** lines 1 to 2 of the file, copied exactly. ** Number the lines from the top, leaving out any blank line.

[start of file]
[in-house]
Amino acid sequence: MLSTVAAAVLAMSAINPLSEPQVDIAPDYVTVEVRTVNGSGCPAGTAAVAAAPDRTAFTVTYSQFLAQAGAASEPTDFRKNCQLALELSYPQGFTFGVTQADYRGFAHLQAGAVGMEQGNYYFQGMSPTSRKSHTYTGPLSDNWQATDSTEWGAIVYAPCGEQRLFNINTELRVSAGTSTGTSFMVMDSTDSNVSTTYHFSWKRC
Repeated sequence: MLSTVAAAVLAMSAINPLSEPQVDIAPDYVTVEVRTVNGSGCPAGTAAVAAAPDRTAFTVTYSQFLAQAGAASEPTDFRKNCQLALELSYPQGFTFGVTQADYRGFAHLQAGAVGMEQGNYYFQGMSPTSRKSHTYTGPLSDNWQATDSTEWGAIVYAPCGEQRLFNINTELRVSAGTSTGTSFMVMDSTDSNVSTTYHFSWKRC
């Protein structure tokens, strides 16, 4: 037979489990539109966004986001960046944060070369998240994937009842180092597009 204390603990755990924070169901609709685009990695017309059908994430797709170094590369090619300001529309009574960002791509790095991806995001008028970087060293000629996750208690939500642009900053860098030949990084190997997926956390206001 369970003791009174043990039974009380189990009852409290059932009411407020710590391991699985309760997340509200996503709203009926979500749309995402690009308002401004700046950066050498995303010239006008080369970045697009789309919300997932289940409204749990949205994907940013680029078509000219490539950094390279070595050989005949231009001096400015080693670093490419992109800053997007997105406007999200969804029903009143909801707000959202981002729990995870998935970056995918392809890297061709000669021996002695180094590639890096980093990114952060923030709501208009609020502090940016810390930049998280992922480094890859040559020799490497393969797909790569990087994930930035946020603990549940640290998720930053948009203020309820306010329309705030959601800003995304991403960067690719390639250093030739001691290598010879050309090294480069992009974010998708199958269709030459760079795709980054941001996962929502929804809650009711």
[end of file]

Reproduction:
[in-house]
Amino acid sequence: MLSTVAAAVLAMSAINPLSEPQVDIAPDYVTVEVRTVNGSGCPAGTAAVAAAPDRTAFTVTYSQFLAQAGAASEPTDFRKNCQLALELSYPQGFTFGVTQADYRGFAHLQAGAVGMEQGNYYFQGMSPTSRKSHTYTGPLSDNWQATDSTEWGAIVYAPCGEQRLFNINTELRVSAGTSTGTSFMVMDSTDSNVSTTYHFSWKRC